What makes "red flag" gun laws work
"Red flag" laws — which allow judges to confiscate guns from people who threaten violence — tend to be toothless unless they have a local champion: A sheriff, district attorney or other authority figure who makes it their business to teach people to use them effectively, experts say.
Why it matters: Coaxing states to implement red flag laws is a centerpiece of the gun bill that President Biden recently signed.
- Similar laws already on the books in Illinois and New York didn't prevent the recent mass shootings in Highland Park and Buffalo.
- But research shows that when police officers, educators and community leaders are encouraged to use these laws and trained in their nuances, more court orders are filed that keep firearms away from potentially dangerous people.
Where it stands: 19 states and the District of Columbia have such laws, which enable law enforcement, family members and school officials to petition civil courts to remove firearms from people who show signs of being homicidal or suicidal.
Lessons learned: In the early days of California's law, which took effect in 2016, it "wasn’t being used unless there was a local champion or someone who was in a position of influence who was saying, 'Here is this law, it’s on the books, let’s start using it,'" said Veronica Pear, a professor at the University of California, Davis who published a recent study about the law's efficacy.
- From 2016 to 2019, at least 58 people who threatened mass shootings had their guns confiscated in California because of gun violence restraining orders, Pear found.
- San Diego stood out as a success story because its city attorney, Mara Elliott, "repeatedly publicly endorsed" the restraining orders, "encouraged their use as a firearm violence prevention measure, and funded a team devoted to this effort," Pear's research found.
Interagency cooperation is also key. More "red flag" protection orders are typically signed in cities and counties where schools, police departments and mental health agencies are sharing information with one another.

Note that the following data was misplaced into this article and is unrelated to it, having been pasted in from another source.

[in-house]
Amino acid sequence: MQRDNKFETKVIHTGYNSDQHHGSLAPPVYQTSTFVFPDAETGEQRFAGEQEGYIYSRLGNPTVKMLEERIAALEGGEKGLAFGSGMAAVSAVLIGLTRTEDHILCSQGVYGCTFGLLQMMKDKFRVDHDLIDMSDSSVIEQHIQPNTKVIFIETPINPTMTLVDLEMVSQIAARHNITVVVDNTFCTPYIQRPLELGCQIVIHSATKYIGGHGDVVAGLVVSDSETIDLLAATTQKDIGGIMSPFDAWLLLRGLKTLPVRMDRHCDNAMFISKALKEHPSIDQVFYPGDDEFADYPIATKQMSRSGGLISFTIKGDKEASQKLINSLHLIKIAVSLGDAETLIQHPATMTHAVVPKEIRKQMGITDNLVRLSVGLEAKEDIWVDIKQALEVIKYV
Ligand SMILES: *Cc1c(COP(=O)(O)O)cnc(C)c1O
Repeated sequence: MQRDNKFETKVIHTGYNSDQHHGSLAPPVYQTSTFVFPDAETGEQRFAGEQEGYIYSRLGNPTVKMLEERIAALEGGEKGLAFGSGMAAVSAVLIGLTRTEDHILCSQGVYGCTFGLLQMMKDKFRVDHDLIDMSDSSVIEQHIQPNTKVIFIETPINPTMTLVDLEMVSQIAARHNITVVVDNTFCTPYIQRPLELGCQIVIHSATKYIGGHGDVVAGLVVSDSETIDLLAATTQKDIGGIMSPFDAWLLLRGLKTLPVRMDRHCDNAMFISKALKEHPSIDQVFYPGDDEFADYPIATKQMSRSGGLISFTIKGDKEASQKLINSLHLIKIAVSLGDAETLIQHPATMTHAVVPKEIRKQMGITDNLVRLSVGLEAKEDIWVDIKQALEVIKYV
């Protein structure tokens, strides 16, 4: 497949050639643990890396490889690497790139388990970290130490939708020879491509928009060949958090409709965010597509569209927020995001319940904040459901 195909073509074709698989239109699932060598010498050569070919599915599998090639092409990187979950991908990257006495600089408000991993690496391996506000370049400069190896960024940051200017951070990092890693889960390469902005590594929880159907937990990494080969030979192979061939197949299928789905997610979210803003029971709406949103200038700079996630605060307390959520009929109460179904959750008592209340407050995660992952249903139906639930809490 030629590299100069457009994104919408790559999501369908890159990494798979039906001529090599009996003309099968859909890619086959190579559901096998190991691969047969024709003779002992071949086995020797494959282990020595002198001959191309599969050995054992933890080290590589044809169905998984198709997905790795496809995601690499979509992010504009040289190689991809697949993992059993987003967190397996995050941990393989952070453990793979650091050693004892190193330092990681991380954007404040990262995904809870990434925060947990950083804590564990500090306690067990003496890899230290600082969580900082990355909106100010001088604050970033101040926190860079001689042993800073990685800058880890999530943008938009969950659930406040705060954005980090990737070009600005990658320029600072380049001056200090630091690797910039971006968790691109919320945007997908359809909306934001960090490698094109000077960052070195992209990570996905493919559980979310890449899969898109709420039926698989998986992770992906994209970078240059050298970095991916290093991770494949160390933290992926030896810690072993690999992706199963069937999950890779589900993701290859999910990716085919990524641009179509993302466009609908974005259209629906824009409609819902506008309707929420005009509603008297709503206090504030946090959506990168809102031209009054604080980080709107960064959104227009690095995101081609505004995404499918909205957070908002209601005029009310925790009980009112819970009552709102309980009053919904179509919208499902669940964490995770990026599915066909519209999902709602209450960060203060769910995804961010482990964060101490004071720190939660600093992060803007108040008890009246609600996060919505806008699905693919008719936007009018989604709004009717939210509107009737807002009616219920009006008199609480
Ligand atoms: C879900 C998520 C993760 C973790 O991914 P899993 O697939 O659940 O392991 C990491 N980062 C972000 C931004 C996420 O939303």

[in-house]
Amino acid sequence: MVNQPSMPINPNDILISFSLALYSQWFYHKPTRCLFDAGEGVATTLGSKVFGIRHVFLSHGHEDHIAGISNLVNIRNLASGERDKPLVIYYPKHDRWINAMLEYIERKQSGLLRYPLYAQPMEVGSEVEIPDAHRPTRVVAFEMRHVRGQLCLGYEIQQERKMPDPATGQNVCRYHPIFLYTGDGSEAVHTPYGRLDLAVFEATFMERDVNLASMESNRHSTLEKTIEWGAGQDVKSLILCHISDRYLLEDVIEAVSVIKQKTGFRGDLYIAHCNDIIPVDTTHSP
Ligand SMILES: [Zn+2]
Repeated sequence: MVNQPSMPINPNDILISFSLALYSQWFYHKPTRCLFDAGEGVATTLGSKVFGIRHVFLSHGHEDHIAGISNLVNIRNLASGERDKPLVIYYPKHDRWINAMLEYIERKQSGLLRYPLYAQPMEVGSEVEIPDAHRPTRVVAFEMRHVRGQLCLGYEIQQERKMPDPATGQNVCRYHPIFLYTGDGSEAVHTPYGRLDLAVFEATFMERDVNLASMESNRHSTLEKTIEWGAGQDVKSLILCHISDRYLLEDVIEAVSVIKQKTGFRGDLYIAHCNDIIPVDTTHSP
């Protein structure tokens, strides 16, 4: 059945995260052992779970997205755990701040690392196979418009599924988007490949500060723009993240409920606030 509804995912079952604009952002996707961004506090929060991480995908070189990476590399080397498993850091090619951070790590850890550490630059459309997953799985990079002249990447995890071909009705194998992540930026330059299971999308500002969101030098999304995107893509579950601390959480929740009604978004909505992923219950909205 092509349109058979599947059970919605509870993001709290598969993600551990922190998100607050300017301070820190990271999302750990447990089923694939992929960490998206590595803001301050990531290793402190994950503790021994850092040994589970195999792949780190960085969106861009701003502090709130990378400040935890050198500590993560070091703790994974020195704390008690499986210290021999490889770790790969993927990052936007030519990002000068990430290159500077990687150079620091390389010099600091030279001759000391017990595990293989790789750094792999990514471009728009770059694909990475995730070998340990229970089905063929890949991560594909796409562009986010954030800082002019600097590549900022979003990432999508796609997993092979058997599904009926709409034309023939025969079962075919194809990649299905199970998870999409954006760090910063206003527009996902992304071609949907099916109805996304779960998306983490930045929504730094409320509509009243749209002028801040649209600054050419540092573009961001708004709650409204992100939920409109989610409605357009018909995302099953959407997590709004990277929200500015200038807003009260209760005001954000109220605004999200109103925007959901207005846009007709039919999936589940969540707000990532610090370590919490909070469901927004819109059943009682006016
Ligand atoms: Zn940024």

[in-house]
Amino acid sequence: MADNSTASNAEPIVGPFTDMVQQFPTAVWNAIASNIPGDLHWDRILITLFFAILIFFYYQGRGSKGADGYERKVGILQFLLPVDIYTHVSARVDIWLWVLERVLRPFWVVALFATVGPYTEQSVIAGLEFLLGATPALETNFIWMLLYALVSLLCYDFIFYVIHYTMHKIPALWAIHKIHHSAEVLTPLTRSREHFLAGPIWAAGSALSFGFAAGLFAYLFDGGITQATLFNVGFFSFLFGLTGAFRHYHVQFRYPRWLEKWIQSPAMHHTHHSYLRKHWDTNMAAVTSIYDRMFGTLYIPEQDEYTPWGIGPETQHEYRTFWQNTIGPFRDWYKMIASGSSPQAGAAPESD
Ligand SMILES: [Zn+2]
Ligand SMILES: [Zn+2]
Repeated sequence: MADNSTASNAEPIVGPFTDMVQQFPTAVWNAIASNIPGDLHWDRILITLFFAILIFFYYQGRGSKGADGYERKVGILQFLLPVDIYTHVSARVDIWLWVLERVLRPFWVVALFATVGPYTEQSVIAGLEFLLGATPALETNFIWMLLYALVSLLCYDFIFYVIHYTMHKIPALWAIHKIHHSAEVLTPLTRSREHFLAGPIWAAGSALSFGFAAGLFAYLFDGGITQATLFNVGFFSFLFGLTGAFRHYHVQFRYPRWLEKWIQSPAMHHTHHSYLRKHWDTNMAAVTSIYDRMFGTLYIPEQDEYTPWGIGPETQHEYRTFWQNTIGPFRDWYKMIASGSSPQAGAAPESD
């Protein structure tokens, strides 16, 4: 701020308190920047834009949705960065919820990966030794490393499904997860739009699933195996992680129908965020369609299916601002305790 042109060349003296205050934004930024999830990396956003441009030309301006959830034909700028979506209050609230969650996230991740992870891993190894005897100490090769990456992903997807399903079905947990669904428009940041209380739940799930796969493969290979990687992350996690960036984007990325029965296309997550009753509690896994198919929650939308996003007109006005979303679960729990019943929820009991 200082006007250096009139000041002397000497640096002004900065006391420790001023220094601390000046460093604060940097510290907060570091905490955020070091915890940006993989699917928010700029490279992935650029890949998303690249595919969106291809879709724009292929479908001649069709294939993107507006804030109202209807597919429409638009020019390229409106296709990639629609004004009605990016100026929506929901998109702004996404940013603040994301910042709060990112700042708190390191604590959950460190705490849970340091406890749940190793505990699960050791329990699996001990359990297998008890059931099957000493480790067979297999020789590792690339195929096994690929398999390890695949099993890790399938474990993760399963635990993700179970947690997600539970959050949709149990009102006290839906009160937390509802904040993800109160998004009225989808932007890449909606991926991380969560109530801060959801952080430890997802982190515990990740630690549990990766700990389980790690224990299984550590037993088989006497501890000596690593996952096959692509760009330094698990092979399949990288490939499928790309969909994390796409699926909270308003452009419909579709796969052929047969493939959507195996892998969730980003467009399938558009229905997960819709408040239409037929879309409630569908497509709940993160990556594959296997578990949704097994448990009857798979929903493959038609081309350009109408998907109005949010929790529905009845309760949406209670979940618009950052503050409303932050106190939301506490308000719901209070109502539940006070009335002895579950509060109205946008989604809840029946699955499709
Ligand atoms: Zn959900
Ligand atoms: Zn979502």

What they're saying: "There’s so much important work that needs to be done in order to really take advantage of the preventive potential of these red flag laws," says Shannon Frattaroli, who directs the Center for Injury Research and Policy at Johns Hopkins University's Bloomberg School of Public Health.
She identified three places where red flag "champions" have made a difference:
- In Maryland, former Montgomery County Sheriff Darren Popkin "took it upon himself to develop a training protocol and program" for the state's 2018 red flag law, and "went on the road," driving around the state to train officers, Frattaroli said.
- In King County, Washington, senior prosecutor Kimberly Wyatt leads a unit dedicated to handling "red flag" cases.
- Broward County, Florida — home to Parkland — "filed a total of 255 petitions and seized more than 400 guns in just the first year" of the state's 2018 red flag law, CNN reports. That's in large part due to the efforts of Sheriff Gregory Tony.
The big picture: Red flag laws are considered a nascent policy tool in the broader field of "behavioral threat assessment" — the practice of evaluating and intervening when people show disturbing signs.
- Illinois and Connecticut are among the states requiring schools to conduct behavioral threat assessments.
- But there are no formal standards for implementation, and "nobody really knows how much it's in use," says Mark Follman, author of “Trigger Points: Inside the Mission to Stop Mass Shootings in America.”
- While decades of research have pointed to best practices in the field, they're not being used enough, Follman said. "There’s still a lot that needs to be done in terms of raising awareness of tools, red flag laws, and then providing the resources, information sharing."
One success story: Los Angeles County, which implemented a behavioral risk assessment program in 2008 in the wake of the mass shooting at Virginia Tech.
- Since then, "there hasn’t been an instance of targeted school violence in L.A. County" where the program was involved, says Tony Beliz, who spearheaded the effort when he was deputy mental health commissioner.
- The program — known as the School Threat Assessment Response Team, or START — involves a dedicated field team that visits the homes of at-risk students and works with their parents. At school, some kids are required to report twice a day to a resource officer for "backpack checks."
- "The benefits of a civilian team are that people feel less threatened by people who aren’t law enforcement," says Beliz, who now teaches at the University of Southern California's Sol Price School of Public Policy.
What's next: The $750 million in the bipartisan gun safety law for red flag laws has "tremendous potential" to improve how they're implemented, Frattaroli said.
- "It’s a sizable investment," she said. "I’m eager to watch how those grants are awarded and what states and localities do with that money."